Self-Learning and Relationship Learning

Basic Phenomena of Child Development as an Orientation for Educational and Therapeutic Practice

“Every child brings two primal experiences with him or her at birth: a sense of connectedness and an impulse to grow beyond oneself, thus also two needs that show themselves as the will to relate and the will to create. This lives in everyone as a permanent longing, as homesickness and as a yearning for something far away. We must create the framework in which what we desire, what we need, can happen. We need a culture for developing our potential. We must invite, encourage, and inspire people. Gerald Hüther (1)

With the worldwide increasing care of toddlers or even babies outside the family, there is a growing need to understand pregnancy, birth and the first years of life. What used to happen in the private sphere of the home environment is now becoming the responsibility of interdisciplinary cooperation between different professions concerned with pregnancy, birth and early childhood, as a network around the family, and even as a social task in general.

As early as 1907 Rudolf Steiner emphasized the great importance of the first three years of life for all further human health and biographical development. Early childhood experiences also played an important role in the early years of psychoanalysis. This phase of decisive influence in human development has become general knowledge today through the findings of neurology and psychology (2). At the same time, however, early childhood in the advancing 21st century is threatened by numerous civilizational burdens and dangers, such as unnecessary Caesarean sections and their consequences, the ever earlier consumption of media, and the increasing numbers of children who have mentally ill parents. Experts in education, therapy and medicine are therefore increasingly working together with parents to find appropriate institutional concepts for the care, education and health of children under three.

Which basic phenomena can be assumed?

How do we arrive at fundamental insights as the basis for our professional actions? The prerequisite for all concepts and individual questions in practice is initially to acquire a basic understanding of what happens anthropologically in the early developmental stage of childhood. It is important to begin with our image of the human being. When children are thought to be only bodily products of their parents and their surrounding conditions and when the “I” is seen as a construction of the brain, this is not adequate for gaining an understanding of human individuality. This physical view can be greatly expanded by assuming that each human being has an independent individuality, which meets a kind of “model body” or “hereditary body” after conception and forms this concrete hereditary material into a unique human personality. (See Fig. 1) This aspect is decisive for forming the attitude and intentions of the professionals who care for, nurse or advise children in the first years of life. This way of looking at the child leads to different answers to the questions of how to ensure healthy development of an individual personality which will result in later self-determination and relationship skills.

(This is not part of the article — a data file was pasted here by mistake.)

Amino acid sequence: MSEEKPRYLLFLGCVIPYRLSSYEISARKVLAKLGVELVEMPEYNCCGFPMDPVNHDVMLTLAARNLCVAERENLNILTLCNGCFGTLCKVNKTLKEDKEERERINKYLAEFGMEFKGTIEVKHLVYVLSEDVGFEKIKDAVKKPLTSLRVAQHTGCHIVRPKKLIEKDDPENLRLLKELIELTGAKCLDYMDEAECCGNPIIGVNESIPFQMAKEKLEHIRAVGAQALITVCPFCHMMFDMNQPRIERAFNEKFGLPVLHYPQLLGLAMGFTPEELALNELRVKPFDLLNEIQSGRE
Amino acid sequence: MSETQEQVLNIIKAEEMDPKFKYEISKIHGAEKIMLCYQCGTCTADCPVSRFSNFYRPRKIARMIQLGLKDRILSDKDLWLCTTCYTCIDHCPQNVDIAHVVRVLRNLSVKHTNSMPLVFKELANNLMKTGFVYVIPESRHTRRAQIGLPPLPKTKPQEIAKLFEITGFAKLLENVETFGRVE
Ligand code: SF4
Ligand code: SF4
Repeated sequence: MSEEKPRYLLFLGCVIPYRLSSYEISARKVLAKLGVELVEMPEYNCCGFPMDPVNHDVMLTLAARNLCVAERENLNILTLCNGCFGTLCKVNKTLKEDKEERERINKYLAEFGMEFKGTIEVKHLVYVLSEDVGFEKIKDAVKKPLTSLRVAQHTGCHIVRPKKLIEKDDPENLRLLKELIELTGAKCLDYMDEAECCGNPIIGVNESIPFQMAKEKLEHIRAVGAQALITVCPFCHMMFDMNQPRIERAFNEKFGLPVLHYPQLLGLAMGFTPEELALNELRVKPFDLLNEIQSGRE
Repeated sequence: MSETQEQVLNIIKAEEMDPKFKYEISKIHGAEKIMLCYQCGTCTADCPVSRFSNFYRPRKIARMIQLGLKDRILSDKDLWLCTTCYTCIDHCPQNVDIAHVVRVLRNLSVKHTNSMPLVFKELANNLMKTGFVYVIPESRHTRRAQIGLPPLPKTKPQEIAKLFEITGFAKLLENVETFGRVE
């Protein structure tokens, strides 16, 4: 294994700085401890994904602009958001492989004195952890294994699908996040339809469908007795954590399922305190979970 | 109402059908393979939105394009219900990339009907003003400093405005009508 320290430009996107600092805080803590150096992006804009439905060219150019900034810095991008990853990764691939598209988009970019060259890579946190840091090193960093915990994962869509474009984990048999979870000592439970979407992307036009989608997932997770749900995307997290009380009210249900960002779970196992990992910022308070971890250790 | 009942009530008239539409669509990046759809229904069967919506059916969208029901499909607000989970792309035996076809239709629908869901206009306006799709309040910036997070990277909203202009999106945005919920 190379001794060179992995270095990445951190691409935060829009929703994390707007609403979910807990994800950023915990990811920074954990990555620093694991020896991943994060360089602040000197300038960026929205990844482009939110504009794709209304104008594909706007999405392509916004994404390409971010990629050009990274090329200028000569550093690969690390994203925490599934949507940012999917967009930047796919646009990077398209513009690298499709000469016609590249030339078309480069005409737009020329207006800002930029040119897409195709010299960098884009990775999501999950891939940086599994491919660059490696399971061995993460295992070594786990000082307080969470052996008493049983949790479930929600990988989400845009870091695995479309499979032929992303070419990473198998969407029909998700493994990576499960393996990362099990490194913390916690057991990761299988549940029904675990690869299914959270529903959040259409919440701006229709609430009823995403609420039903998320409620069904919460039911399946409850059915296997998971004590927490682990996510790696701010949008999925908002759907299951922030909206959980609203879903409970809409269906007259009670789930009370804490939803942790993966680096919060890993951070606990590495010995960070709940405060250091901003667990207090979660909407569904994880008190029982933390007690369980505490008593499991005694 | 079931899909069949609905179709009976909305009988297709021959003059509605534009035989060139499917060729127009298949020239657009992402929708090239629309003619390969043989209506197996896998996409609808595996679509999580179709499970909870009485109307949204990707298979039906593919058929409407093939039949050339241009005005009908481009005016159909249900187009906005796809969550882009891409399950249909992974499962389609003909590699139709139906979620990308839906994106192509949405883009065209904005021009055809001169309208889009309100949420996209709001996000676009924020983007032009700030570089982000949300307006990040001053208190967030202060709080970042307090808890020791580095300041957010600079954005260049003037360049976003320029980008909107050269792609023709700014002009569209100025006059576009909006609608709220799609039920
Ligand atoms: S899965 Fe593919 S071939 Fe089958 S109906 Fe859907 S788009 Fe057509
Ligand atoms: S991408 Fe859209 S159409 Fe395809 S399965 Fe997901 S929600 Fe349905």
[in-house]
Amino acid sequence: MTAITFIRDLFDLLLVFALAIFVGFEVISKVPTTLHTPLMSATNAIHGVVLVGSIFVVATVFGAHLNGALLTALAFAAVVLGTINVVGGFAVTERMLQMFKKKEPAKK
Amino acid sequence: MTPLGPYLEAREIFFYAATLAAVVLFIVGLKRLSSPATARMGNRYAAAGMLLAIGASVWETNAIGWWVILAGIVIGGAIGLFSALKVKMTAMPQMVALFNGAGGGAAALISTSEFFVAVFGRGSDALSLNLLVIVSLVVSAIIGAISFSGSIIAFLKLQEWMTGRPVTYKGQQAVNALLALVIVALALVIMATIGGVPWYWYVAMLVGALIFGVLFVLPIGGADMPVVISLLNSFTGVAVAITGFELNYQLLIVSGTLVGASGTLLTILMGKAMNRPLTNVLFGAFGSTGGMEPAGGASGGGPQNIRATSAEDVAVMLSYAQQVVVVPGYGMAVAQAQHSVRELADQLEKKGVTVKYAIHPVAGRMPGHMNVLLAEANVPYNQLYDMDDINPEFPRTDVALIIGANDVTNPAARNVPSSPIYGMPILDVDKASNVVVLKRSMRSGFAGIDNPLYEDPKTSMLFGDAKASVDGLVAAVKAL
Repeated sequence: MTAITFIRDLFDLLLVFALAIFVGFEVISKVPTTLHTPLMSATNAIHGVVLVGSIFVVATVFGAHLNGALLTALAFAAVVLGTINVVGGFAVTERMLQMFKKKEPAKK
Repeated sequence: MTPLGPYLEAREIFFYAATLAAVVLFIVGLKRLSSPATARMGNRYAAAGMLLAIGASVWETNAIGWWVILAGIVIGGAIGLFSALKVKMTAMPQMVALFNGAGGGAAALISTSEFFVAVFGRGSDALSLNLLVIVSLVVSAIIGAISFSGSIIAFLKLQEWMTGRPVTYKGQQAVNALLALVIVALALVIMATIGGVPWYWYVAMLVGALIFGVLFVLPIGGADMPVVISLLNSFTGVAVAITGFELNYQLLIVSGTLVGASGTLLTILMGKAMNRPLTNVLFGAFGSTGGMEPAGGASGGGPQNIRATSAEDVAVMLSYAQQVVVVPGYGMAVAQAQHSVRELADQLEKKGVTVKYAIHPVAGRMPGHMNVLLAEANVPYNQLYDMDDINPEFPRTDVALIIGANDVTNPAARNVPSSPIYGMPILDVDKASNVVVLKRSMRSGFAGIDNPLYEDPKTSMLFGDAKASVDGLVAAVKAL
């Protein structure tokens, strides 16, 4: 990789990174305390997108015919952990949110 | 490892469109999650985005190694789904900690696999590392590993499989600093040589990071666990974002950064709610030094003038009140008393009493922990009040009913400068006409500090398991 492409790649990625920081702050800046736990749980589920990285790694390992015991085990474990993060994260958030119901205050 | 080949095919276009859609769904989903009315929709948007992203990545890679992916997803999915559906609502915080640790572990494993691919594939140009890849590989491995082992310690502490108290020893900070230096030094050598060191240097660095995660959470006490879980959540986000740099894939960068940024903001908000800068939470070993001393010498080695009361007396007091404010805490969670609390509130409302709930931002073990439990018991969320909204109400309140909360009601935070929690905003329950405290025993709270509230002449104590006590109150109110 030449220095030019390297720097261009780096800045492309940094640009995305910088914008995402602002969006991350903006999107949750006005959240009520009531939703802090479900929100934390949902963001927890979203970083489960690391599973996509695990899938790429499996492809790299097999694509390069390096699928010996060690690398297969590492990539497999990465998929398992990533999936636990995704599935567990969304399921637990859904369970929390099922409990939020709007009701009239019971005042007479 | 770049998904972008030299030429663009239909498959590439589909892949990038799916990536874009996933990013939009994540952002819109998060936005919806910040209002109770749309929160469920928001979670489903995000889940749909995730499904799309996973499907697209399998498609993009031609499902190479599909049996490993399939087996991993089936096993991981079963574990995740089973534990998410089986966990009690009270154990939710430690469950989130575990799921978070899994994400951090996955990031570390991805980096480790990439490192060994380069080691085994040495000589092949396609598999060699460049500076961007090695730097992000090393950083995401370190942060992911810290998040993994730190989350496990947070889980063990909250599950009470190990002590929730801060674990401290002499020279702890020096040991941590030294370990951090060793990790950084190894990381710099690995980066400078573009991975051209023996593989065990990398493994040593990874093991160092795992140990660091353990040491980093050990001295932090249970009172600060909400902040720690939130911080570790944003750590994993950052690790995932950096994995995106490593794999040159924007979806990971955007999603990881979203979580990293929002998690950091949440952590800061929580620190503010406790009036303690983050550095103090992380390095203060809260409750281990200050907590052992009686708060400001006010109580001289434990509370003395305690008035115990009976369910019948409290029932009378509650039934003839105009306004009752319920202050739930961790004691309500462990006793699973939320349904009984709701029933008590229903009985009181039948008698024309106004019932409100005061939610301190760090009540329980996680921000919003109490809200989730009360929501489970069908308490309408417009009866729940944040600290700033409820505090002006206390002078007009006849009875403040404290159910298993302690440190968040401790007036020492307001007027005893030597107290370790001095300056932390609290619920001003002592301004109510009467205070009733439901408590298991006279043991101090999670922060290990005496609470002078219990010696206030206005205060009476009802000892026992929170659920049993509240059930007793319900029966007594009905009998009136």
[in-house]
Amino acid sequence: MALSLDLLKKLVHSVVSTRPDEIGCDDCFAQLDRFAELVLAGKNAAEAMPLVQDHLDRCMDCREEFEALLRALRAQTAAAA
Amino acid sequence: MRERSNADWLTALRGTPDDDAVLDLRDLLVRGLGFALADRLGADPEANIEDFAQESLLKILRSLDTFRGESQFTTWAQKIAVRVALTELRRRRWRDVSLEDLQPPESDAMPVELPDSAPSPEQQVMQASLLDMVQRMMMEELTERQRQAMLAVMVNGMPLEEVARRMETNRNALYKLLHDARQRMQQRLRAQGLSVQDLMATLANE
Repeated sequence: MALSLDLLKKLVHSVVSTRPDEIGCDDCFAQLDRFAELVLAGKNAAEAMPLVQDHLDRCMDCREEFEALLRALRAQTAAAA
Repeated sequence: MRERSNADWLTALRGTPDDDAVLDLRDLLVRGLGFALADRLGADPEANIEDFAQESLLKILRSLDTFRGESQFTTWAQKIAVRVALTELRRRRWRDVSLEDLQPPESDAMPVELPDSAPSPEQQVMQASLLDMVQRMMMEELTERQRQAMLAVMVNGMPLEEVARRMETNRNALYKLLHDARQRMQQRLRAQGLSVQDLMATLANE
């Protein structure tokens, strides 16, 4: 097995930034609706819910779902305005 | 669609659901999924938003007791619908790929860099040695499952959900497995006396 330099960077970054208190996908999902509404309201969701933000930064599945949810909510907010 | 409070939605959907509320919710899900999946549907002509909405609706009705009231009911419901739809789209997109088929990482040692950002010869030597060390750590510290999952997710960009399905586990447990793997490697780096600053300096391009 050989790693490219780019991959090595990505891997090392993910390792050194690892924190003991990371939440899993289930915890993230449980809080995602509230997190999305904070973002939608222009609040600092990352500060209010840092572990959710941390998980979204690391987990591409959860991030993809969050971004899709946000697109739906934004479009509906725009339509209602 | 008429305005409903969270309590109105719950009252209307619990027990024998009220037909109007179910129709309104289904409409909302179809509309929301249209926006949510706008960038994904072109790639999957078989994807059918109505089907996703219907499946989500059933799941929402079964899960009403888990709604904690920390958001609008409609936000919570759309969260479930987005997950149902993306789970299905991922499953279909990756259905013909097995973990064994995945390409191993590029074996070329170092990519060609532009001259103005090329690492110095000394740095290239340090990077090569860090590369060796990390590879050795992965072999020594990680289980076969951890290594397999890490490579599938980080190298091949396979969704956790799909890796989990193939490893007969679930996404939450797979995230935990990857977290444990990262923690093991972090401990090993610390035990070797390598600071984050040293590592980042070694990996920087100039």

Fig. 1: The individuality reshapes an inherited “model body”


In the opening words quoted above, Gerald Hüther succinctly refers to two primal experiences that can be observed in infants and toddlers: their very long-lasting dependency, their necessary reliance on reliable attachment figures, and at the same time, from the very beginning, the phenomenon of the small child’s activity of growing beyond herself through her wanting to constantly grasp and discover new things. These opposite basic needs of the child are an expression of his will to relate on the one hand and his will to create on the other. Today it is known that this double potential has a decisive influence on later health and the ability of the personality to learn and know.

Bonding through being together in dialogical exchange

Infants and later small children are for a long time completely at the mercy of their environment and helplessly dependent on the care and protection of adults for the fulfillment of all their needs. The primal experience of a “united existence” that they experienced in the womb is no longer given, because being born brings with it the first experiences of boundaries and “separations”. In the approximately 30,000 or so smile dialogues that parents normally share with their babies in the first six months (3), the infant can gain trust in a new unity to be created with the caregiver, provided that the person is reliable. The child very gradually learns to feel connected and secure in the moments of being cared for by mother or father. The boundless basic trust that the infant initially placed in the world is confirmed. The baby perceives the adult with all that she does, her speech, her inner attitude, etc., then learns to participate step by step on the way to becoming independent and responsible for looking after himself later on.